“All States must take necessary measures to ensure that non-State actors which they are in a position to regulate… such as private individuals and organizations, and transnational corporations and other business enterprises, do not nullify or impair the enjoyment of economic, social and cultural rights…”
The Maastricht Principles highlight that bases for protection include circumstances where (amongst others): the non-State actor has the nationality of the State concerned; where the corporation, or its parent or controlling company, has its centre of activity, is registered or domiciled, or has its main place of business or substantial business activities, in the State concerned; where there is a reasonable link between the State concerned and the conduct it seeks to regulate; and where any conduct impairing economic, social and cultural rights constitutes a violation of a peremptory norm of international law.
Regarding the latter, the Mastricht Principles state that, “Where such a violation also constitutes a crime under international law, States must exercise universal jurisdiction over those bearing responsibility or lawfully transfer them to an appropriate jurisdiction.”263
Given that the Maastricht Principles advocate for the necessary (and therefore limited) regulation of transnational corporations and other business enterprises extraterritorially, and the Guiding Principles do not object to such regulation, this will be taken as the reasonable standard hereafter. Some of the ways in which France, the UK and China are, and/or could, exercise extraterritorial jurisdiction follow. States may chose to pass domestic measures with extraterritorial implications. However it should be noted that States are limited in their ability to exercise of direct extraterritorial jurisdiction over private actors or activities abroad, as international law places limits on the use of direct extraterritorial jurisdiction.264 If doing so, it must be possible to rely on one or more established jurisdictional principles (e.g. relevant territorial connections, nationality connections etc.). Moreover, such jurisdiction must be “reasonable” – a vaguely defined concept in international legal discourse.265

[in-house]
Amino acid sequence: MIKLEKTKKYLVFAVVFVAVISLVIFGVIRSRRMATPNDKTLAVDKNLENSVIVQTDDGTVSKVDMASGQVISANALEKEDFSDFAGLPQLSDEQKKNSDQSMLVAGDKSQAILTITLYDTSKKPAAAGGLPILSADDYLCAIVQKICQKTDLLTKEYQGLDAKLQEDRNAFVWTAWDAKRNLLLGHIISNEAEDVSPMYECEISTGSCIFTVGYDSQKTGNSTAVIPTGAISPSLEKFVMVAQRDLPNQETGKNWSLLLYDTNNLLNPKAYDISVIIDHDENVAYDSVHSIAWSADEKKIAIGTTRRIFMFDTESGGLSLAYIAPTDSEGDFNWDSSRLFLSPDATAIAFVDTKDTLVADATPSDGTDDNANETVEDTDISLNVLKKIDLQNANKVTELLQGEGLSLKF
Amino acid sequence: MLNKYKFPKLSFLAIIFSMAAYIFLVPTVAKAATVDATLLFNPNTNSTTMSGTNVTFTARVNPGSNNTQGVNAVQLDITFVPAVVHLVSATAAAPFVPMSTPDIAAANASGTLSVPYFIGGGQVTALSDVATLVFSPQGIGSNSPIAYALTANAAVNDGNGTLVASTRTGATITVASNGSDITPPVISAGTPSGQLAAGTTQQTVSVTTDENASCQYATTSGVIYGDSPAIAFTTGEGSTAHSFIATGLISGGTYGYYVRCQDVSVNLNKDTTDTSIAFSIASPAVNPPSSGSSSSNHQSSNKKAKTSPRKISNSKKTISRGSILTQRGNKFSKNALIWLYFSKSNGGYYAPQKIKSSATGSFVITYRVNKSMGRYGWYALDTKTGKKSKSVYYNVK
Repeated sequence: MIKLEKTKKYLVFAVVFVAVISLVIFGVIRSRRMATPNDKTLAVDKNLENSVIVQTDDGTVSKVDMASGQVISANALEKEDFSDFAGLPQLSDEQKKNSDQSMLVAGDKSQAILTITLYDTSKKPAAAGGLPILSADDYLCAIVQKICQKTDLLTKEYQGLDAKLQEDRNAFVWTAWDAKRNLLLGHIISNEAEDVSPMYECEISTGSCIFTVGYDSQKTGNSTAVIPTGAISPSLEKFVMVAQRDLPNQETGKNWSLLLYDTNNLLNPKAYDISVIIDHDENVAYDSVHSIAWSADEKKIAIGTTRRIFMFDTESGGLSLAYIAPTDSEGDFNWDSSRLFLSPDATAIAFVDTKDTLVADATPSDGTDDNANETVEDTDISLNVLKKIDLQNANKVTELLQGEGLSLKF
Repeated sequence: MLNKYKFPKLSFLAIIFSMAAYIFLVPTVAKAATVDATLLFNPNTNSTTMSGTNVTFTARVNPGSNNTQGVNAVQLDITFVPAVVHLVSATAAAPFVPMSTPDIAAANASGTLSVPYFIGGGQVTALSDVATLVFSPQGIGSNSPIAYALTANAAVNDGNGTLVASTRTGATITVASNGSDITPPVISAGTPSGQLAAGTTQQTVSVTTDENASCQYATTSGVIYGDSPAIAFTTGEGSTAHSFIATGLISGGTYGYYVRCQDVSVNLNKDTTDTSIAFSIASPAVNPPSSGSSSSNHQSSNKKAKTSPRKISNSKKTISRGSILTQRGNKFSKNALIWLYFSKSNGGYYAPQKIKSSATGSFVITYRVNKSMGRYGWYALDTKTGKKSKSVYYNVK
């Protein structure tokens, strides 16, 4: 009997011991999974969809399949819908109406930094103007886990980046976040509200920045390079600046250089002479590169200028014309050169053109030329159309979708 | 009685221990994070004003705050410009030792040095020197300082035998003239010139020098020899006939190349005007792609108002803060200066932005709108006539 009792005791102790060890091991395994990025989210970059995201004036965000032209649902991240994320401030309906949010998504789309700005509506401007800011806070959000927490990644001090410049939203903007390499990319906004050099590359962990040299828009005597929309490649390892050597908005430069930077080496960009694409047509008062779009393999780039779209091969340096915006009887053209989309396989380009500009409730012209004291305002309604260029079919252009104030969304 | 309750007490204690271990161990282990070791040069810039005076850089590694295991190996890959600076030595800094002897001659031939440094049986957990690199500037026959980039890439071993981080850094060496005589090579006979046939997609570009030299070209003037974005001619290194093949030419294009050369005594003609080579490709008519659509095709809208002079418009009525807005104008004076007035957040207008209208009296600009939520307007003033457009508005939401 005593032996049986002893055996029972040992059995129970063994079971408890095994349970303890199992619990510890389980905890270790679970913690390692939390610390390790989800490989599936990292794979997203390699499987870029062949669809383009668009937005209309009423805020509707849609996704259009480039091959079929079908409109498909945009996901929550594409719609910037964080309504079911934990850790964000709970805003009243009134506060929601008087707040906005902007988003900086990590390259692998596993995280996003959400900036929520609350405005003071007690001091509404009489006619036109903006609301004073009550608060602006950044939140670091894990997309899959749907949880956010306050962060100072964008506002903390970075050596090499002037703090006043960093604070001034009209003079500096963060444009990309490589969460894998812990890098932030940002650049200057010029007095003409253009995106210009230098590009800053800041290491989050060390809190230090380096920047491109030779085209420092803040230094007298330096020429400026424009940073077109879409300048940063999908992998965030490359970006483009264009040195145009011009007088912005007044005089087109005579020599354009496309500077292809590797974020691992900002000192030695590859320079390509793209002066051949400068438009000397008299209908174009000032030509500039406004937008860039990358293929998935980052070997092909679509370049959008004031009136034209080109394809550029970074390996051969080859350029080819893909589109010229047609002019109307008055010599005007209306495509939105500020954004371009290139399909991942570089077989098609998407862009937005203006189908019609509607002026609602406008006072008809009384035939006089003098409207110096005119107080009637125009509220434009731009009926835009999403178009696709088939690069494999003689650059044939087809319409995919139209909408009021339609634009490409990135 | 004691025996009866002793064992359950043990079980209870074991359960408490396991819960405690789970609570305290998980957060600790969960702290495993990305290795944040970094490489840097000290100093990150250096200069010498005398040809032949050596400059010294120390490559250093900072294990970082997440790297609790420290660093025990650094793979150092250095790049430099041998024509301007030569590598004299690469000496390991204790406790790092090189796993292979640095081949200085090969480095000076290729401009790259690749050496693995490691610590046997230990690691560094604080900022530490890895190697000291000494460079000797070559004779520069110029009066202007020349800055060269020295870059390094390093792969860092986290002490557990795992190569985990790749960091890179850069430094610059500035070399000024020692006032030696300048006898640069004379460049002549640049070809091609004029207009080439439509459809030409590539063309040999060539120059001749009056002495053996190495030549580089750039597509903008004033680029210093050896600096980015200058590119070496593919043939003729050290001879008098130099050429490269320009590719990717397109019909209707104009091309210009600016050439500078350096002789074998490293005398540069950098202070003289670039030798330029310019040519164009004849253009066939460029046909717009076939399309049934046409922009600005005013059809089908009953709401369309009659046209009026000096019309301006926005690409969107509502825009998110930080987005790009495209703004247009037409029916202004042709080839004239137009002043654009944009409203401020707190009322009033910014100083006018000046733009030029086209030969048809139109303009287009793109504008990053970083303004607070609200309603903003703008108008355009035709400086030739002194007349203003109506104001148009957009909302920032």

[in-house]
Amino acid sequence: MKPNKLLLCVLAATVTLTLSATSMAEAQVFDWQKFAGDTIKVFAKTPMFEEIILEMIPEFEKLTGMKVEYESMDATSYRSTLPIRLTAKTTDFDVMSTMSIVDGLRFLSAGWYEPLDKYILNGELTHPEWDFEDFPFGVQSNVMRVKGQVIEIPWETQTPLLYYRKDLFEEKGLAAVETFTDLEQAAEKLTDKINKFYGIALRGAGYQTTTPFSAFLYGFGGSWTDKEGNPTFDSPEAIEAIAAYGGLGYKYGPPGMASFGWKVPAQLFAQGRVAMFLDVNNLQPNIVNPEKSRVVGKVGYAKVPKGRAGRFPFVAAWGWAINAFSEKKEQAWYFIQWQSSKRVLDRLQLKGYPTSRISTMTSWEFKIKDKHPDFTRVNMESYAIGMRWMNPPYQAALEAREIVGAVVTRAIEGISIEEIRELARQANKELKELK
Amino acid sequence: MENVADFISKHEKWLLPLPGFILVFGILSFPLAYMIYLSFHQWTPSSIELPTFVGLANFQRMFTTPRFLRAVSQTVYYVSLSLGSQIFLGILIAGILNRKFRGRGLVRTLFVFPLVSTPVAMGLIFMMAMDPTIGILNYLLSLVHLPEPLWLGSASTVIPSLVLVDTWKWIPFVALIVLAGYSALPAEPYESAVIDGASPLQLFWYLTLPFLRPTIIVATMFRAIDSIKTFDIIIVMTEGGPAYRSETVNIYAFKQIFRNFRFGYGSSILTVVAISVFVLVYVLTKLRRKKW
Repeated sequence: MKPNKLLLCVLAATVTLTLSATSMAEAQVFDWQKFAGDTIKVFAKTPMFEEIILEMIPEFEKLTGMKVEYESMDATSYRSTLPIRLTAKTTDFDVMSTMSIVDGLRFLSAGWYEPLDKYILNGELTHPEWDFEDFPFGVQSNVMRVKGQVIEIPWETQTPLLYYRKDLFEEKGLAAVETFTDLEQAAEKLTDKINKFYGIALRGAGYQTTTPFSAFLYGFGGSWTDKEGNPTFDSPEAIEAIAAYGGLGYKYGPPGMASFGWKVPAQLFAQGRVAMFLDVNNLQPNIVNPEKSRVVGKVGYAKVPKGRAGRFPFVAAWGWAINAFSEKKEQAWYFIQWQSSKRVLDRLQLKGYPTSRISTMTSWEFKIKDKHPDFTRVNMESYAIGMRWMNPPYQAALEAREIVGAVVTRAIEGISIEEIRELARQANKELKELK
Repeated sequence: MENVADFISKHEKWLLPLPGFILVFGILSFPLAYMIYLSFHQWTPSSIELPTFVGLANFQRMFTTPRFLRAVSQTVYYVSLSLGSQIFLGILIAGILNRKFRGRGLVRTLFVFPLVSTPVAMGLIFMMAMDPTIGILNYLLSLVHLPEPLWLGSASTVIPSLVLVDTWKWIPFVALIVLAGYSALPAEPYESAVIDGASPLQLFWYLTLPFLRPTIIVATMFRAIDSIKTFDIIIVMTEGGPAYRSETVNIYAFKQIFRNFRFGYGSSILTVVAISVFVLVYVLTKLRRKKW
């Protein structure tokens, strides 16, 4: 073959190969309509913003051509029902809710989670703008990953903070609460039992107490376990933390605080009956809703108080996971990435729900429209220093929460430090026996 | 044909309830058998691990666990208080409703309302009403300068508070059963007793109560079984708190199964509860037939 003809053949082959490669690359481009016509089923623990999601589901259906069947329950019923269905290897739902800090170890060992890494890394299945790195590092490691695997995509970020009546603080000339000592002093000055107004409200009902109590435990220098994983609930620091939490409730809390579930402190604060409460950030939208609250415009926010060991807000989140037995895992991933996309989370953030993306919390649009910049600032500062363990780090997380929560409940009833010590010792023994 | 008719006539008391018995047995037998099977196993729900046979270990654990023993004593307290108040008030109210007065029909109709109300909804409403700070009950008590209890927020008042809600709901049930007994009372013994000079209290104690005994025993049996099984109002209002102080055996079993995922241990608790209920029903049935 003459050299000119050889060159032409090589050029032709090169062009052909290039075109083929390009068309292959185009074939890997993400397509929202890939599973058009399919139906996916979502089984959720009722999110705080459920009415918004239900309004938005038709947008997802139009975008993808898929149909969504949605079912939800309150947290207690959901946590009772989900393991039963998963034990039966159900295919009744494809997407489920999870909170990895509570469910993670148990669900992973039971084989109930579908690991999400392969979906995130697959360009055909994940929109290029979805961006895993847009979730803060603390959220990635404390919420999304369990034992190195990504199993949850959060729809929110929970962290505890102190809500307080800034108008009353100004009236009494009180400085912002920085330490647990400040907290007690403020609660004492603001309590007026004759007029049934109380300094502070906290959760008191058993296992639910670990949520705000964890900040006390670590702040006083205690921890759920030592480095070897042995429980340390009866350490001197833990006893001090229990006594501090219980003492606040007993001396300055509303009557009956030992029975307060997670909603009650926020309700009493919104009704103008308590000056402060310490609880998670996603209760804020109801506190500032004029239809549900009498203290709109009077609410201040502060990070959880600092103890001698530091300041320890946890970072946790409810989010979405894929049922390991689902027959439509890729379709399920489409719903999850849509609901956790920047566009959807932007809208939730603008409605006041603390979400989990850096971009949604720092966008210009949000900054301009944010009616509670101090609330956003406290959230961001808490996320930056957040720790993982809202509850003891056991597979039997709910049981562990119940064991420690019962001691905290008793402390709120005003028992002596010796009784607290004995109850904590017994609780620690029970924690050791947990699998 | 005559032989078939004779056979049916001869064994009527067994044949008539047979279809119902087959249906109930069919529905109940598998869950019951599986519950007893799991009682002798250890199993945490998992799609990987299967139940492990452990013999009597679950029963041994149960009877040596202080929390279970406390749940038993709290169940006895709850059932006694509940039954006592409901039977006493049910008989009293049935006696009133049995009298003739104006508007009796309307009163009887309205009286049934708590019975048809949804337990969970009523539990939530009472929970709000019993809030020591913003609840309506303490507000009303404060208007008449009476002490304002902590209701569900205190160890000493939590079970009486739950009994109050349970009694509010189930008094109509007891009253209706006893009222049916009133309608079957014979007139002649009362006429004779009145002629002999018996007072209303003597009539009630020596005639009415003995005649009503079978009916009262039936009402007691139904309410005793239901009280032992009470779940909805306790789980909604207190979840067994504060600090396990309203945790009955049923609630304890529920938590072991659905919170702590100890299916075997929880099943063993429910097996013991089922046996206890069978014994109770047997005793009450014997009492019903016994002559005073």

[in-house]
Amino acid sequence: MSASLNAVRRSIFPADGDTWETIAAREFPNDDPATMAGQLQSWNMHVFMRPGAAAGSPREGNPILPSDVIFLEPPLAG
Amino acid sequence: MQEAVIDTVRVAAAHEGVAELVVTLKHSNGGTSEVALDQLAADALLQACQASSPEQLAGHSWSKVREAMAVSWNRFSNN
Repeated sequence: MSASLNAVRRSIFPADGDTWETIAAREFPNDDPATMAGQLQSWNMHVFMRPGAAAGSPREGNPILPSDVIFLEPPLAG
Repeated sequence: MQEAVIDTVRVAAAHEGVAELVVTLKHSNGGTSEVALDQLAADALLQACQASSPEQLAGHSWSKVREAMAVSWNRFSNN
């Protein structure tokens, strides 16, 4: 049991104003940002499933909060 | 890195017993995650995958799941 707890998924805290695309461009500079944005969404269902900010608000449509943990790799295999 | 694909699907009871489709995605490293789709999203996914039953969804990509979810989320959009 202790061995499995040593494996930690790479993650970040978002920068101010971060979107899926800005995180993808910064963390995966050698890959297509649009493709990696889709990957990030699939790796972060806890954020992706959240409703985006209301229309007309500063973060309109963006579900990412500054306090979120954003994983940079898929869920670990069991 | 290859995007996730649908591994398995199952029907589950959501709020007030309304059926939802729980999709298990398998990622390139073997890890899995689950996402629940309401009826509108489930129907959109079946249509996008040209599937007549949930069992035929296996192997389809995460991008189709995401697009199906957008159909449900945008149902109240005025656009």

Issues encountered when exercising extraterritoriality
When States chose to extend their jurisdiction extraterritorially, they can be subject to controversy and criticism. Territorial sovereignty – the idea that every state should be able to regulate activities within its own territory in accordance with its own policies and priorities – lies at the heart of international law.285 Some States therefore oppose the extraterritorial jurisdiction of others on the grounds that it constitutes interference in their own domestic affairs, including their ability to implement their own policy choices.286 Meanwhile companies oppose State measures to regulate extraterritorially due to the perceived extra risk, uncertainty, and expense that it may create.287
However, when States chose lighter methods, such as simply advising businesses, they can be met with defiance. For example, the UK oil company SOCO has continued operations in the DRC’s Virunga Park – a World Heritage Site – despite the EU, the UK government, Belgian politicians, and the German government expressing sincere apprehension over the sanctity of the park.288
Source: IPIS Research
More Information on the Maastricht Principles:
Maastricht ETO Principles
The Maastricht Principles on the Extraterritorial Obligations of States in the Area of Economic, Social and Cultural Rights are the outcome of an expert meeting which was convened by the Maastricht Centre of Human Rights and the International Commission of Jurists in September 2011. This normative set of Principles aims at defining and clarifying the extraterritorial human rights obligations of States in an era characterized by economic globalization. More information